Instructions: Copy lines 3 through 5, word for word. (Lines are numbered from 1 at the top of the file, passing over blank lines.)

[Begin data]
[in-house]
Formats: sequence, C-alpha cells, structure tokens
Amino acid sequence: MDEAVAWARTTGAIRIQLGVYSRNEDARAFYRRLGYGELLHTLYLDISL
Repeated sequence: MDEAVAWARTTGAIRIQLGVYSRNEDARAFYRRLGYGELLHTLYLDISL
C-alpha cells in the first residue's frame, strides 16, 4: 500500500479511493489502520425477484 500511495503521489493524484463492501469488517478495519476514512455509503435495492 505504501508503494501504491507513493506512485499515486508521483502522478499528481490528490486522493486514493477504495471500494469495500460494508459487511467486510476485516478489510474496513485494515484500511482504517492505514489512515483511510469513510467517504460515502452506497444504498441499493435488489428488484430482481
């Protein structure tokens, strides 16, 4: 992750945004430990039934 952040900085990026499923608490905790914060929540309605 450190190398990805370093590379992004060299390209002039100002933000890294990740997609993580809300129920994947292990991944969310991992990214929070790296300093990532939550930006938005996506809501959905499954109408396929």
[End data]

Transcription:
Amino acid sequence: MDEAVAWARTTGAIRIQLGVYSRNEDARAFYRRLGYGELLHTLYLDISL
Repeated sequence: MDEAVAWARTTGAIRIQLGVYSRNEDARAFYRRLGYGELLHTLYLDISL
C-alpha cells in the first residue's frame, strides 16, 4: 500500500479511493489502520425477484 500511495503521489493524484463492501469488517478495519476514512455509503435495492 505504501508503494501504491507513493506512485499515486508521483502522478499528481490528490486522493486514493477504495471500494469495500460494508459487511467486510476485516478489510474496513485494515484500511482504517492505514489512515483511510469513510467517504460515502452506497444504498441499493435488489428488484430482481